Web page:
Communication platform adds drivers to extend SCADA capabilities
Kepware Technologies releases three new drivers KEPServerEX Version 5.7 to extend communication for oil and gas and water utility applications.
Kepware Technologies has released KEPServerEX version 5.7, which includes three new drivers aimed at developing additional communications for oil and gas applications. The new Lufkin Modbus serial driver was developed to communicate with Lufkin rod pump controllers, variable speed drives, injection well controllers, and progressive cavity pumps. Oil and gas wellhead SCADA applications and facilities can now use the platform to gather and monitor critical production information from well sites. Kepware also added the new Bristol BSAP IP driver, which communicates with ControlWave Micro Series and Network 3000 Series controllers. It enables SCADA applications to communicate with all networked BSAP devices through the Bristol/IP controller. Because communications are handled through Bristol Babcock’s native protocol (BSAP over IP), the OpenBSI API is not required.
The company says that version 5.7 includes several other noteworthy additions and enhancements. The new Alstom redundant Ethernet driver was created for communicating with Alstom Signaling’s new iVIP controller. The Weatherford 8500 Serial Driver received additional device support for WellPilot RPOC/ePIC, WellPilot VSD/ePIC, M2000, 8500, 8650, 8750, and 8800 series rod pump controllers. The KEPServerEX platform and several other communication drivers received updates and enhancements. Kepware continues to focus on adding relevant drivers for a variety of industries, such as building automation, water, waste water, and power.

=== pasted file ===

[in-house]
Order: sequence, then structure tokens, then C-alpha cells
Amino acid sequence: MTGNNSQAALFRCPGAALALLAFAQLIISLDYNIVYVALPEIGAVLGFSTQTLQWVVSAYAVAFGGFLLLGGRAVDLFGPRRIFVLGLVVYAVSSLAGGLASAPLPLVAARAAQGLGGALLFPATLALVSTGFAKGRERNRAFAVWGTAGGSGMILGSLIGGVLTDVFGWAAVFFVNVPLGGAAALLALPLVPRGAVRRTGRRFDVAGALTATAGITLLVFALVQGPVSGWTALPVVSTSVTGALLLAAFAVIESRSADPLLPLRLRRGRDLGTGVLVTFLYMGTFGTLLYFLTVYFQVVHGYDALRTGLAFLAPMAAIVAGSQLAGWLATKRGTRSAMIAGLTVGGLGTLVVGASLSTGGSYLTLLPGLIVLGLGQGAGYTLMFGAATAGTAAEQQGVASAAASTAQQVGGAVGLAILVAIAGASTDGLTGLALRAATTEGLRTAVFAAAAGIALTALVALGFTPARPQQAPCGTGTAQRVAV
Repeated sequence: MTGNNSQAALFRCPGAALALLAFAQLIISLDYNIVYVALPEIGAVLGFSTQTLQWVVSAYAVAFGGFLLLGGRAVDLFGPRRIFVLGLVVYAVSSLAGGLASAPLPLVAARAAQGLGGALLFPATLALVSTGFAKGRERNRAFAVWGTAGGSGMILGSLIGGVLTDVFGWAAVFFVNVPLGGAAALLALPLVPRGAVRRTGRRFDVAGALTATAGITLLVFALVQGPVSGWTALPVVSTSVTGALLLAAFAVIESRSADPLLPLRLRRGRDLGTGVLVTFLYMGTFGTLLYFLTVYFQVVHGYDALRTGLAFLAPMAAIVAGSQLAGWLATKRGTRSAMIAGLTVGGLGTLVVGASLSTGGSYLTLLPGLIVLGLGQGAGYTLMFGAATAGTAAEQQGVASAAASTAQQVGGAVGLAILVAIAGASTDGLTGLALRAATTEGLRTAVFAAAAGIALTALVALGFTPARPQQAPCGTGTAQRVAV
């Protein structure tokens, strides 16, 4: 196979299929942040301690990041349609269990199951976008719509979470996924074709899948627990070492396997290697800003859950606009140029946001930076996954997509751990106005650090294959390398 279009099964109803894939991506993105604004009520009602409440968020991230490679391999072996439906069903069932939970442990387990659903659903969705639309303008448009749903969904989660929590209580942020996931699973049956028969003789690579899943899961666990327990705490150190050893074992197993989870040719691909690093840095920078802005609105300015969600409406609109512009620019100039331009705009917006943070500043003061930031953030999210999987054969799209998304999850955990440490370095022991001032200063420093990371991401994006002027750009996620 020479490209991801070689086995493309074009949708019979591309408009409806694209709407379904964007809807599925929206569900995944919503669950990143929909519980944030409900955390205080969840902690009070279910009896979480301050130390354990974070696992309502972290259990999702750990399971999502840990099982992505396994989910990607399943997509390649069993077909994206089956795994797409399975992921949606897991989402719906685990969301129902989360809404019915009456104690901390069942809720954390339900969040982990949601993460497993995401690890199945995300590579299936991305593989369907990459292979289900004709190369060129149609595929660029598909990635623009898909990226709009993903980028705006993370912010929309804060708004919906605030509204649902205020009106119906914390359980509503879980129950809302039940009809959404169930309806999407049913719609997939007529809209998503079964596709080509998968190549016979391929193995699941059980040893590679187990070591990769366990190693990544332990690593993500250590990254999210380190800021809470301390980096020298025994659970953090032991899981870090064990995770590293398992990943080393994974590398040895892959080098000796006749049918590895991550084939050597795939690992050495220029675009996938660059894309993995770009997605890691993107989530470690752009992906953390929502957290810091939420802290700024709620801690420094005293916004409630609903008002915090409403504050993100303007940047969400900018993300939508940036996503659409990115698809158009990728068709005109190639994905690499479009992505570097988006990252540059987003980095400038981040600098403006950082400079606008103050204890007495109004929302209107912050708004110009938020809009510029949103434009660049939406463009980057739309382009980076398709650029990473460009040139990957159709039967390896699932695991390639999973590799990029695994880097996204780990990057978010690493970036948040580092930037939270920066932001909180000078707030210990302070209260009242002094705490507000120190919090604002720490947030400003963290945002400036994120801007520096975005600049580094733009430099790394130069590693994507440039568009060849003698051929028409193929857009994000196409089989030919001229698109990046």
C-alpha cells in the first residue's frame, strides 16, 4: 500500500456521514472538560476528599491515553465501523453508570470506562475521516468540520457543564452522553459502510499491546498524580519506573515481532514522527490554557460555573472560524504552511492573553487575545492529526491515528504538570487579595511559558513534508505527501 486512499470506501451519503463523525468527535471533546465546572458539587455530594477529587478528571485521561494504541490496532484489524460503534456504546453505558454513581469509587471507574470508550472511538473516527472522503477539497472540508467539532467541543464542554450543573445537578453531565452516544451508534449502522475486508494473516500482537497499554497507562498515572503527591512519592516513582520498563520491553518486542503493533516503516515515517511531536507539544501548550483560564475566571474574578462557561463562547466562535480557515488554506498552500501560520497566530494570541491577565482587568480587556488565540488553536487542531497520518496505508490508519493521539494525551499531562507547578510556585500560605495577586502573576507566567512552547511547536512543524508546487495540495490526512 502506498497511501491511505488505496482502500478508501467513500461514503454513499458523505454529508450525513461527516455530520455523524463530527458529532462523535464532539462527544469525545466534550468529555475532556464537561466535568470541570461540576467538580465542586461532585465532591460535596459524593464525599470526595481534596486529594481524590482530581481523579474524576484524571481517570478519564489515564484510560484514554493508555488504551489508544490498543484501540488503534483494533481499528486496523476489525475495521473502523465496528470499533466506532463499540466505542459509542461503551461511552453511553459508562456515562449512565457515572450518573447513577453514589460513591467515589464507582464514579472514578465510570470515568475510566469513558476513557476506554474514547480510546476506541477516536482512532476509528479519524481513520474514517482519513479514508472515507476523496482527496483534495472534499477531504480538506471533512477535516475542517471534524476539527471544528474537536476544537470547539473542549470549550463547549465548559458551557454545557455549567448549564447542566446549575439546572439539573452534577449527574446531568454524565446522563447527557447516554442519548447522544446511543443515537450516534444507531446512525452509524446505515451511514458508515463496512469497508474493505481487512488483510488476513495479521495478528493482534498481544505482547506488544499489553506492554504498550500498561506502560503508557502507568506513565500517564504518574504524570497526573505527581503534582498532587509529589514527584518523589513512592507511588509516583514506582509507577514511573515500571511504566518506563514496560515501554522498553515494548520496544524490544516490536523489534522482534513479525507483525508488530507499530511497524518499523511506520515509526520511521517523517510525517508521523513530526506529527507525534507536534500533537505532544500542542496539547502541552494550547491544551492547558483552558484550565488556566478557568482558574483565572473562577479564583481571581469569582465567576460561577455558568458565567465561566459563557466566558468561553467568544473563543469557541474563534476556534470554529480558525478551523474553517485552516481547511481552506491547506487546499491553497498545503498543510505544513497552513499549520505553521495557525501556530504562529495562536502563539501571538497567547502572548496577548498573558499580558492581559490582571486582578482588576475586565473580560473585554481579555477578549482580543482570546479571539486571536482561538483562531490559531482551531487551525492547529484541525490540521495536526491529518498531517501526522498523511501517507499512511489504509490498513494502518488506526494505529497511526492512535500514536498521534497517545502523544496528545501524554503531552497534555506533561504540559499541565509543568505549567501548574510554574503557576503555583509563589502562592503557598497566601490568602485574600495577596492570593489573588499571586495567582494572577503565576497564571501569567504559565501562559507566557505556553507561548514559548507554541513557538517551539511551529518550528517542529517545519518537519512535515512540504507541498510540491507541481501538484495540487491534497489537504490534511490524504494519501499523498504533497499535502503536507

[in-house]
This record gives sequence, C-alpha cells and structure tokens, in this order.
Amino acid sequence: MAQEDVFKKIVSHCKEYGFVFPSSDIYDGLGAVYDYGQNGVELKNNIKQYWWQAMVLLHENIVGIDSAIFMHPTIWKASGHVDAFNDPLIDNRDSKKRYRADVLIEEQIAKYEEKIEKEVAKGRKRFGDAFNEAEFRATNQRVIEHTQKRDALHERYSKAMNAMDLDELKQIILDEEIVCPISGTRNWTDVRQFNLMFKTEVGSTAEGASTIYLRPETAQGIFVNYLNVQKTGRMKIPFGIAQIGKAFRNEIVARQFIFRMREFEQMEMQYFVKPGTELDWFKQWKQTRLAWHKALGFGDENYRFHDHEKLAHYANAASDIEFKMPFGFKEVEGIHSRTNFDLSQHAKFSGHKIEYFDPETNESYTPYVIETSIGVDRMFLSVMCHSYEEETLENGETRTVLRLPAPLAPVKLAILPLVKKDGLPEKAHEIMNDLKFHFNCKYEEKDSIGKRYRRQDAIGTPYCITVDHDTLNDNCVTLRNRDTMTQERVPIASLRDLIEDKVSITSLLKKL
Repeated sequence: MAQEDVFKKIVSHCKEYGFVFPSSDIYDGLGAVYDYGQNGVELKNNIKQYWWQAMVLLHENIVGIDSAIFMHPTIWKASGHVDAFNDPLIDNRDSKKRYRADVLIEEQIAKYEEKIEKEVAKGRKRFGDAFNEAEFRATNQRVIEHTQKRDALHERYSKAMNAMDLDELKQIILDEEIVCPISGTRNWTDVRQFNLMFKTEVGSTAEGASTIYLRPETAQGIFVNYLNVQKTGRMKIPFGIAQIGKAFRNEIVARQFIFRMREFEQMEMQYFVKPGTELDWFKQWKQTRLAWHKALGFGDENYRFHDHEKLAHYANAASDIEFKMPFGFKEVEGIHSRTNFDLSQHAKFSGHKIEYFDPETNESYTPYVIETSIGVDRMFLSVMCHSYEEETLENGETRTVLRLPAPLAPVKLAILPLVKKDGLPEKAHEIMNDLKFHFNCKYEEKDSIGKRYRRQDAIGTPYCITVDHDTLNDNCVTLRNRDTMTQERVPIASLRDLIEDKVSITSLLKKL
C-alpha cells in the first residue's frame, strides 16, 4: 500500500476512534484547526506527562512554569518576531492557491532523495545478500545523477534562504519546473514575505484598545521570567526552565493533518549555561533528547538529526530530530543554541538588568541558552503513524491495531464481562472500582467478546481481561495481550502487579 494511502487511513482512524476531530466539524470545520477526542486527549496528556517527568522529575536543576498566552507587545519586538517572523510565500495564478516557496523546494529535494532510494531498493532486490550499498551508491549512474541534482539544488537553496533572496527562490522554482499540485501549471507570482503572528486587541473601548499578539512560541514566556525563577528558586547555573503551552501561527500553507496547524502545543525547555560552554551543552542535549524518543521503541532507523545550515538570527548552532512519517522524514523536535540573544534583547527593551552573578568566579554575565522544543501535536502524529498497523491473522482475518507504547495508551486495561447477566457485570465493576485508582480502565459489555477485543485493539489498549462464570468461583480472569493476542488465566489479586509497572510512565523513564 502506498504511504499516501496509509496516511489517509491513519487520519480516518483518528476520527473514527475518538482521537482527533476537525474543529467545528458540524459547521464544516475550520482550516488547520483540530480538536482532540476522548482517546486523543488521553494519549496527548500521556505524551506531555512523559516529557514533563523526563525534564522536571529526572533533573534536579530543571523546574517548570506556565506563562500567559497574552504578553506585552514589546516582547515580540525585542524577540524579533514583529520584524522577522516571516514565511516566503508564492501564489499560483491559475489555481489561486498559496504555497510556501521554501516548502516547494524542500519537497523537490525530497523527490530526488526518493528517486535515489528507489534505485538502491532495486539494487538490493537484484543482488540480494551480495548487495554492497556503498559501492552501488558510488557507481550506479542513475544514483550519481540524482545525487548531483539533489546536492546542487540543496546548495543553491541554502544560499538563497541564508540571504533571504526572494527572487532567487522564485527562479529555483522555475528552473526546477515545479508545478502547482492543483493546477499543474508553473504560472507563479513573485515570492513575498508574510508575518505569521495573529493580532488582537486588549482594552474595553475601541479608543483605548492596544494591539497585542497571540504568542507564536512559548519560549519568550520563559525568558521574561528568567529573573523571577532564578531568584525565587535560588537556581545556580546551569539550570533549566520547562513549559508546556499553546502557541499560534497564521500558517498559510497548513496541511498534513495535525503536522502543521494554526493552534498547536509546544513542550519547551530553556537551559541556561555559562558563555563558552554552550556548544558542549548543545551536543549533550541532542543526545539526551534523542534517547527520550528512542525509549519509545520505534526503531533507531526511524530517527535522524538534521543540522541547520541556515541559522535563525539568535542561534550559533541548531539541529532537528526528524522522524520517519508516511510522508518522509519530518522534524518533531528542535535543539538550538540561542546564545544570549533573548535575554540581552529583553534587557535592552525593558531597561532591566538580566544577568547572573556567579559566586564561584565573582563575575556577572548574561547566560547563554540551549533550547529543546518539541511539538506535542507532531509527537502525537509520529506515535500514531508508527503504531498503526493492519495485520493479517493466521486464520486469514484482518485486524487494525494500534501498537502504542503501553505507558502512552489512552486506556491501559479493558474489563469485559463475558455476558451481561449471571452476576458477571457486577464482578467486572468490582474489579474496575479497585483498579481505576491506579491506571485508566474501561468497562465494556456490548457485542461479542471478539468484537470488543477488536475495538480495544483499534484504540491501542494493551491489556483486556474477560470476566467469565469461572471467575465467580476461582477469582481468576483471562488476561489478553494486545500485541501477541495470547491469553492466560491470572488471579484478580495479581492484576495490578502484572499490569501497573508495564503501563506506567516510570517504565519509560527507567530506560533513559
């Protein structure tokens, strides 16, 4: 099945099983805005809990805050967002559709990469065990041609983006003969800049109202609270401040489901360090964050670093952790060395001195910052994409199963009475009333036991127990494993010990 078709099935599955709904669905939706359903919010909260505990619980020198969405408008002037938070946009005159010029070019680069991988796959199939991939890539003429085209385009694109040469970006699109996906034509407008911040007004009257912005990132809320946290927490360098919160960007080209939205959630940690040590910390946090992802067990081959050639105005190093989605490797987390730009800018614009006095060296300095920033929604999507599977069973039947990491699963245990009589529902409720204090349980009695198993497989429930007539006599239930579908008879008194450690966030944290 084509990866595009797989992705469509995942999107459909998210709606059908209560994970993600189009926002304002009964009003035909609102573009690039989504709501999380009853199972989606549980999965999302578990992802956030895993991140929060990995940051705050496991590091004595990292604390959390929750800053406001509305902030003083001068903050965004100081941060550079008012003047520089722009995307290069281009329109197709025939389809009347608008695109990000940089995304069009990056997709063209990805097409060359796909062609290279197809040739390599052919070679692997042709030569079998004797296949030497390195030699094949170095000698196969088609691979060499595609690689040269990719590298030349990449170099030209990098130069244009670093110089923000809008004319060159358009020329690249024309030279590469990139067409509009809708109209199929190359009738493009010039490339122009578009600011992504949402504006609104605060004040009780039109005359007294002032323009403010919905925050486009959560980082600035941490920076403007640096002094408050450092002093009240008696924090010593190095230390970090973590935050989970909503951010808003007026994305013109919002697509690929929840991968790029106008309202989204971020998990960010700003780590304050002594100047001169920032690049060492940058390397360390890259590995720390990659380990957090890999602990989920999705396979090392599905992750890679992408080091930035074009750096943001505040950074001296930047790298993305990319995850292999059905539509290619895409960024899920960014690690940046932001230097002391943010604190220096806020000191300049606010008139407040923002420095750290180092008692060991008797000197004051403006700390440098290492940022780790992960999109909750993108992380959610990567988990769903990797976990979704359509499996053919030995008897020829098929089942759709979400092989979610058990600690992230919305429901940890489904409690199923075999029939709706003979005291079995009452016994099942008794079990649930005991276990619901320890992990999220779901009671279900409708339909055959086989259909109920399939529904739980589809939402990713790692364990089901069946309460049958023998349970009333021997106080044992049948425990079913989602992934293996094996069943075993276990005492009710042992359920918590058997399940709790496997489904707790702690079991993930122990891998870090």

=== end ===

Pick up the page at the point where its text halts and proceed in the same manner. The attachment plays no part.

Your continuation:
Edited by Peter Welander, firstname.lastname@example.org
Visit the Control Engineering Information Control channel.
Kepware Technologies is a CSIA member as of 3/5/2015
- Events & Awards
- Magazine Archives
- Oil & Gas Engineering
- Salary Survey
- Digital Reports
- Survey Prize Winners
- CFE Edu
Annual Salary Survey
Before the calendar turned, 2016 already had the makings of a pivotal year for manufacturing, and for the world.
There were the big events for the year, including the United States as Partner Country at Hannover Messe in April and the 2016 International Manufacturing Technology Show in Chicago in September. There's also the matter of the U.S. presidential elections in November, which promise to shape policy in manufacturing for years to come.
But the year started with global economic turmoil, as a slowdown in Chinese manufacturing triggered a worldwide stock hiccup that sent values plummeting. The continued plunge in world oil prices has resulted in a slowdown in exploration and, by extension, the manufacture of exploration equipment.
Read more: 2015 Salary Survey